knitr::opts_chunk$set( collapse = TRUE, comment = "#>" )

```
library(caracas)
```

inline_code <- function(x) { x } if (!has_sympy()) { # SymPy not available, so the chunks shall not be evaluated knitr::opts_chunk$set(eval = FALSE) inline_code <- function(x) { deparse(substitute(x)) } }

We can think of a variable as a piece of memory in a computer. A variable typically also has a name (also called a symbol). That name/symbol is used to refer to the variable; that is, the name / symbol is a handle on the variable. It is like the difference between you and your name.

There are different ways of creating a variable in `caracas`

. One is as

symbol("a")

which creates a SymPy variable `a`

but provides no handle on it (no R-symbol). We can get an R-handle on a SymPy variable with

b <- symbol("a") a <- symbol("b")

where we do something very confusing: Assign the R-name `a`

to the SymPy variable `b`

and vice versa. We can compute on variable `b`

in SymPy by manipulating the symbol `a`

in R, e.g.

a + 1 a <- a + 1 a / b

A text representation of a symbol can be found as:

a %>% print.default() a %>% as.character()

Usually, the best practice is to assign R symbols to SymPy variables of the same name. To avoid confusion, symbol names and Python variable names will always coincide.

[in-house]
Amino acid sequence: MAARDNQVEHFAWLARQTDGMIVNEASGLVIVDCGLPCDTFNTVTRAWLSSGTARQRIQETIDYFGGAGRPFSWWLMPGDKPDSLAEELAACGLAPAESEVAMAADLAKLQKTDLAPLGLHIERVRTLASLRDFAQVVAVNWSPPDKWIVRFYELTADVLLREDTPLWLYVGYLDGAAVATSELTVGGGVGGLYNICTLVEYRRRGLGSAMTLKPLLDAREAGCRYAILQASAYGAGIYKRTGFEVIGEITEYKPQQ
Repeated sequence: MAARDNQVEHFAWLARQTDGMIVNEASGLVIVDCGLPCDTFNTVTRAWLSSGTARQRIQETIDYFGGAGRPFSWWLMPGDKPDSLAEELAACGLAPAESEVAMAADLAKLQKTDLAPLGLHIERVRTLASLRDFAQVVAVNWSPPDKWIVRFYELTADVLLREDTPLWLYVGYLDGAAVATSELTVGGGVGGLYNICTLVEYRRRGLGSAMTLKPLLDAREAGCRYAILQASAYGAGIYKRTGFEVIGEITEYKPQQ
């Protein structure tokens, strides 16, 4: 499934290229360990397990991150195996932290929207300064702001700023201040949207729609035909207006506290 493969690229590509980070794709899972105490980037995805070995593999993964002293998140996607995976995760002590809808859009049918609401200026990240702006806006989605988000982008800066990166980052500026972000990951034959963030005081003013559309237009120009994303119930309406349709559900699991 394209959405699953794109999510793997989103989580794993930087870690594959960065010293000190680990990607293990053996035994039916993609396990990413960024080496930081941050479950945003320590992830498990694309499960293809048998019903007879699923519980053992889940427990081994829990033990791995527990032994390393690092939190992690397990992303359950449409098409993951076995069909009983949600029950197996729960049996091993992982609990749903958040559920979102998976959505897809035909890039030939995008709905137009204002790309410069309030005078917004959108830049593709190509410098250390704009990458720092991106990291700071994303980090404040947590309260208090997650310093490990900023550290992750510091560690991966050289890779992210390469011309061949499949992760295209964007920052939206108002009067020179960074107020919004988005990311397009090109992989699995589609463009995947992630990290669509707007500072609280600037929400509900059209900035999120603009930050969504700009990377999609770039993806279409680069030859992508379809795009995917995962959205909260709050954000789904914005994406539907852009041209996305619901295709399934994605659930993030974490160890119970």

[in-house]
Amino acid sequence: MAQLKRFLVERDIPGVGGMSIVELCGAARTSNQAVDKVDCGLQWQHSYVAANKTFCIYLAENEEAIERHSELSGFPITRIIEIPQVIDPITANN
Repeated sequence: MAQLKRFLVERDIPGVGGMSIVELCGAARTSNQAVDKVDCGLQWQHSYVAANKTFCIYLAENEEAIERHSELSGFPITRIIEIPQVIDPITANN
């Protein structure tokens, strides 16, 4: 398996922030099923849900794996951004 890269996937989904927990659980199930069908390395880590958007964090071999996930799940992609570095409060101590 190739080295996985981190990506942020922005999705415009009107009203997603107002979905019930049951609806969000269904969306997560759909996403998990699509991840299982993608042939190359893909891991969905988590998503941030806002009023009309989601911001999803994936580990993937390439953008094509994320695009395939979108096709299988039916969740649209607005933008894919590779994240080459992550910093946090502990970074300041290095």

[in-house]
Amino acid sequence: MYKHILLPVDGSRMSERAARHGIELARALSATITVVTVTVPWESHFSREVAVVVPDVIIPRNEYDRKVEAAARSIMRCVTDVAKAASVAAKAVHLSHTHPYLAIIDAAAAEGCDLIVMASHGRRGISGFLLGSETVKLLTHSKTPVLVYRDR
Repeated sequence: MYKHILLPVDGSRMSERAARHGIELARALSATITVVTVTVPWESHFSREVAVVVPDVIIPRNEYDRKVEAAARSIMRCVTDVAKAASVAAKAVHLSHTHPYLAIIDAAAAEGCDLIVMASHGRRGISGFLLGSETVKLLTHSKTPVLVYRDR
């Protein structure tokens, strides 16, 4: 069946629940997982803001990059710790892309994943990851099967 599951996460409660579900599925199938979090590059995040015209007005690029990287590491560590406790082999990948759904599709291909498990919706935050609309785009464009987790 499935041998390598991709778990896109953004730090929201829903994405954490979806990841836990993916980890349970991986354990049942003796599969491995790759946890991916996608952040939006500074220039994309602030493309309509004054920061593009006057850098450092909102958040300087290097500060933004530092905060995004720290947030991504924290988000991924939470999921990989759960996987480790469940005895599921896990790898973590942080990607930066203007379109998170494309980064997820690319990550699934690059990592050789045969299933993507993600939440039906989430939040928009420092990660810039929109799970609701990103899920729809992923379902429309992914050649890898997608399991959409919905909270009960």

In addition to `symbol()`

illustrated above, multiple R-symbols / Python-variables can be defined using `def_sym`

and `def_sym_vec`

def_sym(u, v) def_sym("w", "x") def_sym_vec(c("y", "z"))

With this, R-symbols `u`

, `v`

, `w`

, `x`

exist and each are connected to Python variables with the same name

u; v; w; x; y; z

A third way for creating a symbol with `as_sym`

.
First notice:

as_sym("l1") # same as symbol("l1") l2 <- as_sym("l2"); l2 # same as def_sym("l2")

More interestingly

m_ <- paste0("m", 1:4) m <- as_sym(m_) m B_ <- matrix(c("x", 2, 0, "2*x"), 2, 2) B <- as_sym(B_)

Above, `r`

is a $4 \times 1$ matrix, while e.g. `u`

is an atom:

m %>% symbol_class() u %>% symbol_class()

We can coerce between different "classes" (we quote the word because it is not a class system as e.g. those known from R) A text representation of the variables are:

m %>% as.character() u %>% as.character()

While not often needed that are also lists and vectors in Python. In `caracas`

they are created by coercion:

u %>% to_list() u %>% to_vector() m %>% to_list() m %>% to_vector()

The corresponding text representations are:

u %>% to_list() %>% as.character() u %>% to_vector() %>% as.character() m %>% to_list() %>% as.character() m %>% to_vector() %>% as.character()

Likewise:

m %>% to_matrix() u %>% to_matrix()

Let

v <- m %>% to_vector() l <- m %>% to_list() V <- matrix_sym(2, 2)

def_sym('x', 'y') eq <- 2*x^2 - x - y eq as.character(eq) as_expr(eq) tex(eq)

$$`r inline_code(tex(eq))`

$$

sol <- solve_sys(eq, x) sol # Access solutions sol[[1]]$x sol[[2]]$x dx <- der(eq, x) dx dx %>% symbol_class() dxy <- der(eq, c(x, y)) dxy dxy %>% symbol_class() subs(eq, x, y)

B_ <- matrix(c("x", 2, 0, "2*x"), 2, 2) B <- as_sym(B_) B Binv <- inv(B) # or solve_lin(B) Binv tex(Binv) det(B) Binv * det(B)

$$`r inline_code(tex(Binv))`

$$

eigenval(Binv) eigenvec(Binv)

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